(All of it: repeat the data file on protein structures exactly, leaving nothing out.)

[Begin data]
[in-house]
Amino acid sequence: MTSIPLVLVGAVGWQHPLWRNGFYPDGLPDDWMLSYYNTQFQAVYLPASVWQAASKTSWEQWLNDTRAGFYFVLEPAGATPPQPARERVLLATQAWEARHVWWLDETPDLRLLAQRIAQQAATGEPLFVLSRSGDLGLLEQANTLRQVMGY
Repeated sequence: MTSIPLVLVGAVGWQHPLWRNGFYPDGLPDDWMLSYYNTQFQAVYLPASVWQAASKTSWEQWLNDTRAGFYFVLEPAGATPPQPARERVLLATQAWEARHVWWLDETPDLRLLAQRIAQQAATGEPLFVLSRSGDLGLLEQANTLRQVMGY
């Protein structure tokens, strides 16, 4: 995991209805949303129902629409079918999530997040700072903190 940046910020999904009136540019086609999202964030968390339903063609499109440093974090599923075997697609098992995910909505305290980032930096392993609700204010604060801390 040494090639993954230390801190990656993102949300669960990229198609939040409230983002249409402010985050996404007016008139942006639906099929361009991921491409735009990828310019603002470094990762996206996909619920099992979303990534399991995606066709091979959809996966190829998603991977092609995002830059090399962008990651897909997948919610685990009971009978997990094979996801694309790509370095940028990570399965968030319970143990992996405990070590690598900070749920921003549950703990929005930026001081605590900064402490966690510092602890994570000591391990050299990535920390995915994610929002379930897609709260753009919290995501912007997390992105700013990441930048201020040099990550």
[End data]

[in-house]
Amino acid sequence: MTSIPLVLVGAVGWQHPLWRNGFYPDGLPDDWMLSYYNTQFQAVYLPASVWQAASKTSWEQWLNDTRAGFYFVLEPAGATPPQPARERVLLATQAWEARHVWWLDETPDLRLLAQRIAQQAATGEPLFVLSRSGDLGLLEQANTLRQVMGY
Repeated sequence: MTSIPLVLVGAVGWQHPLWRNGFYPDGLPDDWMLSYYNTQFQAVYLPASVWQAASKTSWEQWLNDTRAGFYFVLEPAGATPPQPARERVLLATQAWEARHVWWLDETPDLRLLAQRIAQQAATGEPLFVLSRSGDLGLLEQANTLRQVMGY
């Protein structure tokens, strides 16, 4: 995991209805949303129902629409079918999530997040700072903190 940046910020999904009136540019086609999202964030968390339903063609499109440093974090599923075997697609098992995910909505305290980032930096392993609700204010604060801390 040494090639993954230390801190990656993102949300669960990229198609939040409230983002249409402010985050996404007016008139942006639906099929361009991921491409735009990828310019603002470094990762996206996909619920099992979303990534399991995606066709091979959809996966190829998603991977092609995002830059090399962008990651897909997948919610685990009971009978997990094979996801694309790509370095940028990570399965968030319970143990992996405990070590690598900070749920921003549950703990929005930026001081605590900064402490966690510092602890994570000591391990050299990535920390995915994610929002379930897609709260753009919290995501912007997390992105700013990441930048201020040099990550």